My purpose is to show that from the constitution of our nature, the former method is altogether incompetent and ineffectual and that the latter method will alone suffice for the rescue and recovery of the heart from the wrong affection that domineers over it.

Rooted in Reality

Don’t miss the words “from the constitution of our nature.” He’s going to make his point by arguing “from the constitution of our nature,” not from an exposition of the biblical text. This is why I said above that this sermon (or was it a lecture? — we have lost the historical setting when it was delivered) is intended as an illumination (not an exposition) of 1 John 2:15.

“No one sins out of duty. We sin because it is more pleasant or less painful than the way of righteousness.”

Chalmers could do biblical exposition. But he was a scientist and a philosopher, as well as a preacher of biblical texts. His apologetical contribution, that made him so popular in his day, was to show that biblical morality was rooted not just in religious authority, but in the profound realities of the way things really are in the world.

This is what he means by saying, he is going to argue “from the constitution of our nature.” In other words, he will appeal to what ordinary unbelievers can actually see about the way their hearts work.

Nature Hates a Vacuum

Without taking away the excitement of your own discovery of how Chalmers argues from the nature of our souls to the biblical reality of 1 John 2:15, I will give you one enticement for you to ponder as you read. One of his central insights about the “constitution” of our nature is that nature hates a vacuum. This is why we can’t create as good a vacuum in the beaker with a pump as we can by pouring water in. The empty beaker fights back. It hates being empty. It demands content.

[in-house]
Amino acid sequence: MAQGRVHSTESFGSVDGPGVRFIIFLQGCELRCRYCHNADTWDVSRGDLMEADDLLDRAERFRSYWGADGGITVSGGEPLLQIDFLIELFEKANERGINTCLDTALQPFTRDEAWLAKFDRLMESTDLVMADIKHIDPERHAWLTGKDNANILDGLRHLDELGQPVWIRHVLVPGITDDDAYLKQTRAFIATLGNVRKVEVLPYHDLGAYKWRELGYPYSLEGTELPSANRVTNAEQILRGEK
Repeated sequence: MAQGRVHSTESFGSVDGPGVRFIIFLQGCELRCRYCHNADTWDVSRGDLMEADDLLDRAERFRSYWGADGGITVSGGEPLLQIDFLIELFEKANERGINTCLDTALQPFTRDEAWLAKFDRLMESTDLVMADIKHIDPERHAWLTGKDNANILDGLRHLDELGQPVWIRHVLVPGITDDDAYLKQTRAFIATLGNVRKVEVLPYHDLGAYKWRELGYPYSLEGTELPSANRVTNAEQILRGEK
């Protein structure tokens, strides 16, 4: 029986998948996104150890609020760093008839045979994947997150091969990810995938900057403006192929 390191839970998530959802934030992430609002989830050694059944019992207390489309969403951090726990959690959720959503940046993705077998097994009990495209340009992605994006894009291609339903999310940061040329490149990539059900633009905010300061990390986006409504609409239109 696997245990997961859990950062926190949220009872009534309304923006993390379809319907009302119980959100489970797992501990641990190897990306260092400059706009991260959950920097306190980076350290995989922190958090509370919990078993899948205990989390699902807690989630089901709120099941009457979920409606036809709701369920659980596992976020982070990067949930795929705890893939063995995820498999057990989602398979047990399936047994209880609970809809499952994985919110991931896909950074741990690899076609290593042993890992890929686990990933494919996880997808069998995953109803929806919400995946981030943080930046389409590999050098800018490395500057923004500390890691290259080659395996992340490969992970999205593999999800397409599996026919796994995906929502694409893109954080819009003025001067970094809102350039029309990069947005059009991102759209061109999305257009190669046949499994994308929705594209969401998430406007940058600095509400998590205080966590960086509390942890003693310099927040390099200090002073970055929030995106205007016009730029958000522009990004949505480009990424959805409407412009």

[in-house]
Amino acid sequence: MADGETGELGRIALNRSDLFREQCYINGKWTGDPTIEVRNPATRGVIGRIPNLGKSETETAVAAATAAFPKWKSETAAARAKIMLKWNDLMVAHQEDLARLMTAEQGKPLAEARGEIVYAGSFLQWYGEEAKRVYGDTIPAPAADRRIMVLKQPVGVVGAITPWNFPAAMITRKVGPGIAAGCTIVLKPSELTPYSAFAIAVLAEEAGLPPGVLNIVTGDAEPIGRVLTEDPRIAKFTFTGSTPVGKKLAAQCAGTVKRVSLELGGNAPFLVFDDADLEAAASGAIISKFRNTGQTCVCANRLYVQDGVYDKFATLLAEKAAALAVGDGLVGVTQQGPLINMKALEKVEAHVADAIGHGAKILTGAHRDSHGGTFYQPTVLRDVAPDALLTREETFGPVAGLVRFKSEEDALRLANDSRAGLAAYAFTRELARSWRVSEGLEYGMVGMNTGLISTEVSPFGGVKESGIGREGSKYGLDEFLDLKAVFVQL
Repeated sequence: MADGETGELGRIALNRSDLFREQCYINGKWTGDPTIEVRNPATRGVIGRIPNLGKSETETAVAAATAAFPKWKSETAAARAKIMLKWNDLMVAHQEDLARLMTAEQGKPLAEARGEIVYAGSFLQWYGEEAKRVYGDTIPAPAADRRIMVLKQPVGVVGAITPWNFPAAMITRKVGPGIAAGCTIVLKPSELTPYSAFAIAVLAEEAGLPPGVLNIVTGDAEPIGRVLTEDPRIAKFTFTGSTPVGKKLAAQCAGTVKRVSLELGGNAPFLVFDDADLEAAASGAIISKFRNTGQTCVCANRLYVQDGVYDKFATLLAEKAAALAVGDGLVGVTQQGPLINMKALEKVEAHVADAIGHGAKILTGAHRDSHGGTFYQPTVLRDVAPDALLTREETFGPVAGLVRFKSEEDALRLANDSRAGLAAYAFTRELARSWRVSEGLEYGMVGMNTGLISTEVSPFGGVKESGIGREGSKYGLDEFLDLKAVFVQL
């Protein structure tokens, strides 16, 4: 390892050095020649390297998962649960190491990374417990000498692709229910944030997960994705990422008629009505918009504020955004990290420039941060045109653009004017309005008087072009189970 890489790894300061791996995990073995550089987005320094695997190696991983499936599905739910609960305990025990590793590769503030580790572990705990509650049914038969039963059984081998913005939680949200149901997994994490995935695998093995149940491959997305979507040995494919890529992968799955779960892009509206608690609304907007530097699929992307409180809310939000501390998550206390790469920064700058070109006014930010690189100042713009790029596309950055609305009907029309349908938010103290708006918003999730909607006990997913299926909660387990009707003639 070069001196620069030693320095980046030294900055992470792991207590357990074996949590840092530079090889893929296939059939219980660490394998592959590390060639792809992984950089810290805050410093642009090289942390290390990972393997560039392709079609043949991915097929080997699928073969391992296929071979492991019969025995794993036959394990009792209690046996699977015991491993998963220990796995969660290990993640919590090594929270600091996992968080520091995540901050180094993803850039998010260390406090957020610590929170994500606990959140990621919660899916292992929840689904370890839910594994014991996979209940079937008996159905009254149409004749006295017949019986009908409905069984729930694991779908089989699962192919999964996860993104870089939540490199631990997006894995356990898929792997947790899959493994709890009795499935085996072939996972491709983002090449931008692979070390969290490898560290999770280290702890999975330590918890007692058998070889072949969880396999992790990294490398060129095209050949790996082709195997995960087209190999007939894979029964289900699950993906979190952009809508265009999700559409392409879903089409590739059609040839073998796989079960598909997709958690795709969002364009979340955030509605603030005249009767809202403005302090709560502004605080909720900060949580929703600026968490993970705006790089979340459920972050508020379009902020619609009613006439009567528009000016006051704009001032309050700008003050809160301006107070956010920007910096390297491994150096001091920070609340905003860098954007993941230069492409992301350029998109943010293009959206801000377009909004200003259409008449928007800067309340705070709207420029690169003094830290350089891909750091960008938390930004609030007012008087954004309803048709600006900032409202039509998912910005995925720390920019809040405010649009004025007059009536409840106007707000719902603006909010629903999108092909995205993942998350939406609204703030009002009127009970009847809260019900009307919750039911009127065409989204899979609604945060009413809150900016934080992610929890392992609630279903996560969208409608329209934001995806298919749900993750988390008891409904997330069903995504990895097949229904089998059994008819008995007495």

So it is with the human heart, Chalmers argues:

Such is the grasping tendency of the human heart, that it must have a something to lay hold of — and which, if wrested away without the substitution of another something in its place, would leave a void and a vacancy as painful to the mind, as hunger is to the natural system.

This is why Chalmers thinks it is futile to try to suck sinful pleasures out of the human heart with the pump of fear, if we do not put a better pleasure in their place. One might think that humans have the capacity to use willpower and resolve to stop loving the world, but according to Chalmers, “Even the strongest resolve is not enough to dislodge an affection by leaving a void.” That, he argues, is “the constitution of our nature.”

From His Joy

Chalmers stays true to his purpose. He makes his case from “the constitution of our nature.” If we look in the Scriptures for illustrations of Chalmers’s point, the first place I would go is to Matthew 13:44:

The kingdom of heaven is like treasure hidden in a field, which a man found and covered up. Then from his joy he goes and sells all that he has and buys that field.

This little parable assumes that until this man found the treasure of the kingdom he was enjoying “all that he has.” Then something happens. He discovers a reality that awakens a new affection. This new affection expels the old affections. His enjoyment of “all that he has” loses its dominion because of “the expulsive power of a new affection.”

“The expulsive power” is evident in the words “from his joy.” “From his joy he goes and sells all that he has and buys that field.” The power at work to drive out the old affections (the love of the world) is a new power. This power is “from his joy.” The expulsive power is coming from somewhere. It is coming from a new “joy.” Joy is the new affection. And it is functioning in this parable exactly as Chalmers describes.

It should not surprise us that a true description of “the constitution of our nature” (Chalmers) and a true insight into Scripture (1 John 2:15; Matthew 13:44) reveal the same truth. We call it the sin-killing power of Christian Hedonism. The root power of sin is severed by the power of a superior pleasure. The bondage to sin is broken by a stronger attraction — a more compelling joy. Or, as Chalmers says, “The expulsive power of a new affection.”